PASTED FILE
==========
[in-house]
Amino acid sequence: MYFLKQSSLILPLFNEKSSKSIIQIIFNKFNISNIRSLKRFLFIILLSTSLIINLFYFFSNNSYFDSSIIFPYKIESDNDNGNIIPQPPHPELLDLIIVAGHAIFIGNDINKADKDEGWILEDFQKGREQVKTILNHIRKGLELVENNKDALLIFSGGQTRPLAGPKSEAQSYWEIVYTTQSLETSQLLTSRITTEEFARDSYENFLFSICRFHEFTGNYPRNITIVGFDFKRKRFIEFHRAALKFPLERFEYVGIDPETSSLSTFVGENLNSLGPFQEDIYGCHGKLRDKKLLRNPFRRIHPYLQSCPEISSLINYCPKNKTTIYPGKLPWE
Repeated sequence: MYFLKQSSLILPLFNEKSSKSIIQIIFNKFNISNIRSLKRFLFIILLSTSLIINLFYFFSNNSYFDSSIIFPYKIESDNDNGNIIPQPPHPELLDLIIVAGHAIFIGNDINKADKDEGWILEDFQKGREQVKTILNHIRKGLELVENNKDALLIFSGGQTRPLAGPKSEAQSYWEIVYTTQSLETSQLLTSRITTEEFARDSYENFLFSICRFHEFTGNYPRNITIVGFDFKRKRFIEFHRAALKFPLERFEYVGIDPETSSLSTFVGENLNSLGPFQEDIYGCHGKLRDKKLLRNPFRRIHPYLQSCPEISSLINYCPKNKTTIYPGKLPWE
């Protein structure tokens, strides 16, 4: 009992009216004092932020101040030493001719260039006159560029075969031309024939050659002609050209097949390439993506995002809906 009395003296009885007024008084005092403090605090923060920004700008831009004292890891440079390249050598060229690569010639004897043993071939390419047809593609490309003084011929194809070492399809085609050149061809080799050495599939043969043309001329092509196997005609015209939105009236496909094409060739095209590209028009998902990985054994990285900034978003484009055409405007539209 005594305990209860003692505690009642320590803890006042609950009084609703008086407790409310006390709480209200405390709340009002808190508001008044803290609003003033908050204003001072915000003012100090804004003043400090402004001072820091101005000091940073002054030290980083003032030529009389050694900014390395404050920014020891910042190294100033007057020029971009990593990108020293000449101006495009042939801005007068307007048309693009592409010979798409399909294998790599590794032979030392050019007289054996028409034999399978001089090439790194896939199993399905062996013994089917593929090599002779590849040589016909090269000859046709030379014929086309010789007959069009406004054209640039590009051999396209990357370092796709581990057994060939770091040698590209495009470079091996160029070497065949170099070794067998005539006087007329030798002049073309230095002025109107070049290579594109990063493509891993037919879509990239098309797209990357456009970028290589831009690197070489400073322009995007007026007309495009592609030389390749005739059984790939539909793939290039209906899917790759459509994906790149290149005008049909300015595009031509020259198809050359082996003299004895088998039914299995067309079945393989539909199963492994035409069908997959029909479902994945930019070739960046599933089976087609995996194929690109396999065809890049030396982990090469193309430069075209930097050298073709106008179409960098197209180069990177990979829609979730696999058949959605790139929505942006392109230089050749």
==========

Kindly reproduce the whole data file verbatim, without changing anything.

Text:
[in-house]
Amino acid sequence: MYFLKQSSLILPLFNEKSSKSIIQIIFNKFNISNIRSLKRFLFIILLSTSLIINLFYFFSNNSYFDSSIIFPYKIESDNDNGNIIPQPPHPELLDLIIVAGHAIFIGNDINKADKDEGWILEDFQKGREQVKTILNHIRKGLELVENNKDALLIFSGGQTRPLAGPKSEAQSYWEIVYTTQSLETSQLLTSRITTEEFARDSYENFLFSICRFHEFTGNYPRNITIVGFDFKRKRFIEFHRAALKFPLERFEYVGIDPETSSLSTFVGENLNSLGPFQEDIYGCHGKLRDKKLLRNPFRRIHPYLQSCPEISSLINYCPKNKTTIYPGKLPWE
Repeated sequence: MYFLKQSSLILPLFNEKSSKSIIQIIFNKFNISNIRSLKRFLFIILLSTSLIINLFYFFSNNSYFDSSIIFPYKIESDNDNGNIIPQPPHPELLDLIIVAGHAIFIGNDINKADKDEGWILEDFQKGREQVKTILNHIRKGLELVENNKDALLIFSGGQTRPLAGPKSEAQSYWEIVYTTQSLETSQLLTSRITTEEFARDSYENFLFSICRFHEFTGNYPRNITIVGFDFKRKRFIEFHRAALKFPLERFEYVGIDPETSSLSTFVGENLNSLGPFQEDIYGCHGKLRDKKLLRNPFRRIHPYLQSCPEISSLINYCPKNKTTIYPGKLPWE
């Protein structure tokens, strides 16, 4: 009992009216004092932020101040030493001719260039006159560029075969031309024939050659002609050209097949390439993506995002809906 009395003296009885007024008084005092403090605090923060920004700008831009004292890891440079390249050598060229690569010639004897043993071939390419047809593609490309003084011929194809070492399809085609050149061809080799050495599939043969043309001329092509196997005609015209939105009236496909094409060739095209590209028009998902990985054994990285900034978003484009055409405007539209 005594305990209860003692505690009642320590803890006042609950009084609703008086407790409310006390709480209200405390709340009002808190508001008044803290609003003033908050204003001072915000003012100090804004003043400090402004001072820091101005000091940073002054030290980083003032030529009389050694900014390395404050920014020891910042190294100033007057020029971009990593990108020293000449101006495009042939801005007068307007048309693009592409010979798409399909294998790599590794032979030392050019007289054996028409034999399978001089090439790194896939199993399905062996013994089917593929090599002779590849040589016909090269000859046709030379014929086309010789007959069009406004054209640039590009051999396209990357370092796709581990057994060939770091040698590209495009470079091996160029070497065949170099070794067998005539006087007329030798002049073309230095002025109107070049290579594109990063493509891993037919879509990239098309797209990357456009970028290589831009690197070489400073322009995007007026007309495009592609030389390749005739059984790939539909793939290039209906899917790759459509994906790149290149005008049909300015595009031509020259198809050359082996003299004895088998039914299995067309079945393989539909199963492994035409069908997959029909479902994945930019070739960046599933089976087609995996194929690109396999065809890049030396982990090469193309430069075209930097050298073709106008179409960098197209180069990177990979829609979730696999058949959605790139929505942006392109230089050749």